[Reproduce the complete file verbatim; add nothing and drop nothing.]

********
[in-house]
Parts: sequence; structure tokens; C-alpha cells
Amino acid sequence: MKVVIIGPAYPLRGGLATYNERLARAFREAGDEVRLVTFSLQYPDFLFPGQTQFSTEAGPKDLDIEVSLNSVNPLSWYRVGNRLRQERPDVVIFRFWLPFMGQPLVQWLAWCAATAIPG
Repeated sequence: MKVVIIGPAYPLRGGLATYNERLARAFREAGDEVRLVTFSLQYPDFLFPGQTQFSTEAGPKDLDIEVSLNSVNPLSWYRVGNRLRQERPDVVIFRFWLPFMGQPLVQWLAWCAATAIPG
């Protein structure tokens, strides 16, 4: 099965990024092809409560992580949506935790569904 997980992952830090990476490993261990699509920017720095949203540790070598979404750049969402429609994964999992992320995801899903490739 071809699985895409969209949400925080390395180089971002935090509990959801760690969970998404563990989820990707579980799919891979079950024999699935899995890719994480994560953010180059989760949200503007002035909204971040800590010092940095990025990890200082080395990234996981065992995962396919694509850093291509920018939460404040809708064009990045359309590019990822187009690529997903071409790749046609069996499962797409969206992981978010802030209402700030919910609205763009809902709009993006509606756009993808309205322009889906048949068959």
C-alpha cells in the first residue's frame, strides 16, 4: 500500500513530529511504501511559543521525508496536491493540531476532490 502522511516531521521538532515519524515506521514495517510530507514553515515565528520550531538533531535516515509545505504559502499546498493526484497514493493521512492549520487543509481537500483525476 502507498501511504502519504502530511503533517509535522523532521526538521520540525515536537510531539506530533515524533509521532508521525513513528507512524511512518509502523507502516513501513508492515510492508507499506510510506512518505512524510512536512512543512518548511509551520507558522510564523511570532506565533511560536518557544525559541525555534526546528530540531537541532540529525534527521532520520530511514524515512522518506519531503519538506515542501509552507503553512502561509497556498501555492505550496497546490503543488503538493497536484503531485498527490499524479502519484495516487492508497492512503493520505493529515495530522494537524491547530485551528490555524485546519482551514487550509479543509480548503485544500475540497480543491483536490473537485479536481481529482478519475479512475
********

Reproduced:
[in-house]
Parts: sequence; structure tokens; C-alpha cells
Amino acid sequence: MKVVIIGPAYPLRGGLATYNERLARAFREAGDEVRLVTFSLQYPDFLFPGQTQFSTEAGPKDLDIEVSLNSVNPLSWYRVGNRLRQERPDVVIFRFWLPFMGQPLVQWLAWCAATAIPG
Repeated sequence: MKVVIIGPAYPLRGGLATYNERLARAFREAGDEVRLVTFSLQYPDFLFPGQTQFSTEAGPKDLDIEVSLNSVNPLSWYRVGNRLRQERPDVVIFRFWLPFMGQPLVQWLAWCAATAIPG
């Protein structure tokens, strides 16, 4: 099965990024092809409560992580949506935790569904 997980992952830090990476490993261990699509920017720095949203540790070598979404750049969402429609994964999992992320995801899903490739 071809699985895409969209949400925080390395180089971002935090509990959801760690969970998404563990989820990707579980799919891979079950024999699935899995890719994480994560953010180059989760949200503007002035909204971040800590010092940095990025990890200082080395990234996981065992995962396919694509850093291509920018939460404040809708064009990045359309590019990822187009690529997903071409790749046609069996499962797409969206992981978010802030209402700030919910609205763009809902709009993006509606756009993808309205322009889906048949068959």
C-alpha cells in the first residue's frame, strides 16, 4: 500500500513530529511504501511559543521525508496536491493540531476532490 502522511516531521521538532515519524515506521514495517510530507514553515515565528520550531538533531535516515509545505504559502499546498493526484497514493493521512492549520487543509481537500483525476 502507498501511504502519504502530511503533517509535522523532521526538521520540525515536537510531539506530533515524533509521532508521525513513528507512524511512518509502523507502516513501513508492515510492508507499506510510506512518505512524510512536512512543512518548511509551520507558522510564523511570532506565533511560536518557544525559541525555534526546528530540531537541532540529525534527521532520520530511514524515512522518506519531503519538506515542501509552507503553512502561509497556498501555492505550496497546490503543488503538493497536484503531485498527490499524479502519484495516487492508497492512503493520505493529515495530522494537524491547530485551528490555524485546519482551514487550509479543509480548503485544500475540497480543491483536490473537485479536481481529482478519475479512475